A series of short documentaries covering invasive species in the Great Lakes was released in October, showing how invaders are changing the ecosystems in national parks and what’s being done to stop them. Videos were created by the National Park Service funded by the Great Lakes Restoration Initiative.
In Part 3, see how the invasive spotted knapweed spreads and is threatening the habitat of piping plover, an endangered species.
Fantastic film. Like the simple steps all can take to help with prevention and control. Want more people to see things like this so these steps (cleaning boots, bilge, checking exterior of boat, etc) become habit.
Again, this is another informative video, but I’m going to be picky about two parts:
1) At 3:18 of the video, why are they planting grassy vegetation on the open, sandy beach? This seems counter-productive if they are trying to maintain habitat for endangered Piping Plovers. From a U.S. Fish & Wildlife Service fact sheet: “Piping plovers use wide, flat, open, sandy beaches with very little grass or other vegetation.”
2) At 4:26 of the video, don’t they know better than to allow the young workers to pick Spotted Knapweed with their bare hands? Some people get very severe reactions to the chemicals in Spotted Knapweed. They should be wearing gloves! The warning from The Nature Conservancy-Michigan Chapter’s fact sheet on Spotted Knapweed sounds even more ominous: “Gloves should be worn when hand-pulling due to the plant’s allelopathic compounds that are thought to be carcinogenic in large quantities.”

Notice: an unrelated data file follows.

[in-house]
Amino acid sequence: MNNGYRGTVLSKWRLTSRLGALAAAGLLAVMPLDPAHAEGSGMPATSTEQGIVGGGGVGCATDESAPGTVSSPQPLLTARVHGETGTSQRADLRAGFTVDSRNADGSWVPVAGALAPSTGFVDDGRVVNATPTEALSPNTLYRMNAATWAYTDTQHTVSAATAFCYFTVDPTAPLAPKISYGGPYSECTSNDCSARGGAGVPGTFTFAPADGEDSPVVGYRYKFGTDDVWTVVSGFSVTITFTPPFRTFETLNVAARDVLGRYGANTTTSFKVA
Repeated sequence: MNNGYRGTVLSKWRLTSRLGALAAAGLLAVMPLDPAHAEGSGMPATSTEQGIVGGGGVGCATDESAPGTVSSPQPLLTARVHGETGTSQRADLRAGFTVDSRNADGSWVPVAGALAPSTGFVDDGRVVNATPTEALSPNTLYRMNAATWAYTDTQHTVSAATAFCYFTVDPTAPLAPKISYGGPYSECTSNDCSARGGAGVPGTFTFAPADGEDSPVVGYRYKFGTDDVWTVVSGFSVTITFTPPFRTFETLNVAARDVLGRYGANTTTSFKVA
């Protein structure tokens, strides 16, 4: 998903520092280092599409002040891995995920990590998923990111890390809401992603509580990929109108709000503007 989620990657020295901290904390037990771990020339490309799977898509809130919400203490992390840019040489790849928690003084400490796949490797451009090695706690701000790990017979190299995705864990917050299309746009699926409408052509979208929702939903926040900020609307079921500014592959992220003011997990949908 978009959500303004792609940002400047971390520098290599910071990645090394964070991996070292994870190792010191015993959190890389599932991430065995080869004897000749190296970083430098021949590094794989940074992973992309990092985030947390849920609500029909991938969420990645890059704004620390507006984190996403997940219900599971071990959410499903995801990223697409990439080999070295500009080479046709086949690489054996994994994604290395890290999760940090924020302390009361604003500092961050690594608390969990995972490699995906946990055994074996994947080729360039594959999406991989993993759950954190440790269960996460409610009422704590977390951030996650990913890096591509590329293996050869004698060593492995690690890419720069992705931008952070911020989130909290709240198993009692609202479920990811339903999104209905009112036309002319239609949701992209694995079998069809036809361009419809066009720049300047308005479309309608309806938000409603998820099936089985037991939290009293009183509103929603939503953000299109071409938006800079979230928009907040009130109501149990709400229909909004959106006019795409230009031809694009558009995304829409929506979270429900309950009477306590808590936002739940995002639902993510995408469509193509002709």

On a positive note, I did like the fact that they highlighted the use of boot-brushes at trailheads. These are good in two ways: they reduce the unintended transport of seeds…and they are educational in that they get people to think about ways in which they impact the environment.